ISLAMABAD – Former prime minister Nawaz Sharif on Thursday denied links with Qatari letters, which had earlier been presented in supreme court by Sharif family to prove its money trail in the Panamagate case. The former premier stated this while
ISLAMABAD – Former prime minister Nawaz Sharif on Thursday denied links with Qatari letters, which had earlier been presented in supreme court by Sharif family to prove its money trail in the Panamagate case.
The former premier stated this while recording his statement in the Al-Azizia reference being heard by an accountability court in the capital city.
Raising objections over the investigation report prepared by the apex court mandated joint investigation team in the Panama Papers case, he said: “I am not involved in any kind of transaction in any way.
Qatari Prince Hamad bin Jassim bin Jaber Al Thani hit headlines in the country when a letter attributed to him by the then ruling Sharif family was submitted in the Supreme Court on Nov 15, 2016.
The letter suggested that Jassim’s elders had business terms with the father of the then Pakistani Premier Nawaz Sharif and the business ties eventually led to the purchase of upscale Avenfield House flats in London.
The letter addressing the apex court stated that in 1980, Mian Muhammad Sharif (Nawaz Sharif’s father) invested 12 million Dirhams in the Al Thani company belonging to the Qatari prince’s father.
“In the year 2006, the accounts in relation to the above investment were settled between Hussain Nawaz Sharif and Al Thani family, who then delivered the bearer shares of the companies referred in para 4 above to a representative of Hussain Nawaz Sharif,” the letter read.
In January 2017, another letter attributed to the same prince was furnished before the top court explaining that the investment quoted in first letter was ‘made by way of provision of cash, which was a common practice in the Gulf region’.
Strict security arrangements were put in place when the former premier appeared before Judge Arshad Malik who is conducting the hearings.
During the hearing on Wednesday, Nawaz Sharif testified before the accountability court that he neither owned Al-Azizia Steel Mills nor he was engaged in establishing or overseeing the company.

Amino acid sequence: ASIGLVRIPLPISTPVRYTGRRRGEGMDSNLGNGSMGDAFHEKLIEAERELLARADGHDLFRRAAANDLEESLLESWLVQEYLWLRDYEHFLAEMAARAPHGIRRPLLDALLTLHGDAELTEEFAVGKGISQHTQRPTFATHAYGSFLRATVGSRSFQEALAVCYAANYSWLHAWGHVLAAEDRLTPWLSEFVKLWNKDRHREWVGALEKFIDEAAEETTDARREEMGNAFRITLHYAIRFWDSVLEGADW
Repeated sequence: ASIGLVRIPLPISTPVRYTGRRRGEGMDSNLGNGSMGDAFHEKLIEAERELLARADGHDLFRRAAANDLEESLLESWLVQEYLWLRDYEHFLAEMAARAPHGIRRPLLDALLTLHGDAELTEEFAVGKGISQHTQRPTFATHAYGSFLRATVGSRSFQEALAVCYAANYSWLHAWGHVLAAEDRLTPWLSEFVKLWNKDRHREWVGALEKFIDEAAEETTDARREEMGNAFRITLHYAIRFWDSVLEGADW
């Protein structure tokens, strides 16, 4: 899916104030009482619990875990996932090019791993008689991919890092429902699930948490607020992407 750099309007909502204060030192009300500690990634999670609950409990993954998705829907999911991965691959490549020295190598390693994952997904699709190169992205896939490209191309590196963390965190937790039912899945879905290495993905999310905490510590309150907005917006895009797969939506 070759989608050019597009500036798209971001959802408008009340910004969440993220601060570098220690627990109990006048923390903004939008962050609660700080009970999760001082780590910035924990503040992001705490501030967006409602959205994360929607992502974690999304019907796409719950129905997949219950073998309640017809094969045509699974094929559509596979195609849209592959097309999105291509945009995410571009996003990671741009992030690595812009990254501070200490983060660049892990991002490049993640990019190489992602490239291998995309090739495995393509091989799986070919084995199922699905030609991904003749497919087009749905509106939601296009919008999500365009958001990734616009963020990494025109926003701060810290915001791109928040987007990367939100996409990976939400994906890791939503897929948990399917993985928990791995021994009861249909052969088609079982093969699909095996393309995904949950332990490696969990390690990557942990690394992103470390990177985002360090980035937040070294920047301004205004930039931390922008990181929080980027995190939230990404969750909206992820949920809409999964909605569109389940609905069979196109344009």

Mr Sharif recorded his statement under Section 342 of the criminal procedure code (CrPC). Out of over 100 questions, he answered 44 on the first day.
Responding to a question about his address to the nation as prime minister in which he presented his stance regarding the acquisition of Gulf Steel Mills, Mr Sharif sought immunity.
‘It is submitted that subject to my objection that the said speech cannot be read in view of Article 66 of the Constitution, the speech made by me on May 16, 2016 was based on copies of the various agreements and related documents pertaining to Dubai factory and another agreement related to Al-Azizia Steel Co,’ Sharif replied.
The supreme leader of Pakistan Muslim League Nawaz said that he had never participated in any of the transactions pertaining to the establishment and running of business of Gulf Steel Mills or its sale and subsequent use/disposal of its sale proceeds.
Nawaz Sharif argued that the prosecution miserably failed to bring on record any evidence to even remotely establish anything to the contrary.
TO a query as why he did not join the investigations pursuant to the NAB notice, Mr Sharif said that these notices were neither served on him nor any attempt was made to do so.
Asked if he was the most influential figure of the Sharif family, the ex-PM replied that his late father Mian Mohammad Sharif was the most influential man.
Regarding his own tax returns, Mr Sharif said that following the military coup in 1999, he was forced to leave Pakistan; he testified that he lived in exile in Saudi Arabia from 2001 till 2008.
The court later summoned the investigation officer in Flagship Investment reference for cross-examination by defence counsel Khawaja Haris Ahmed on Thursday when the former prime minister would continue to record his statement.
As many as three references have been filed against Nawaz Sharif in line with the directives of the Supreme Court in the Panama Papers case verdict – a decision that ousted Nawaz Sharif from the PM House in July last year.
The accountability court judge Muhammad Bashir had sentenced elder Sharif to ten years in the Avenfield reference. However, the conviction was suspended by a two-member bench of the Islamabad High Court.
NAB has moved supreme court against the decision of the Islamabad High Court which would hear the case on December 12.
Besides Sharif, Maryam Nawaz was sentenced to 7 years and Captain Safdar was sentenced to one year in prison in the Avenfield reference which pertains to the pricey flats of the former ruling family.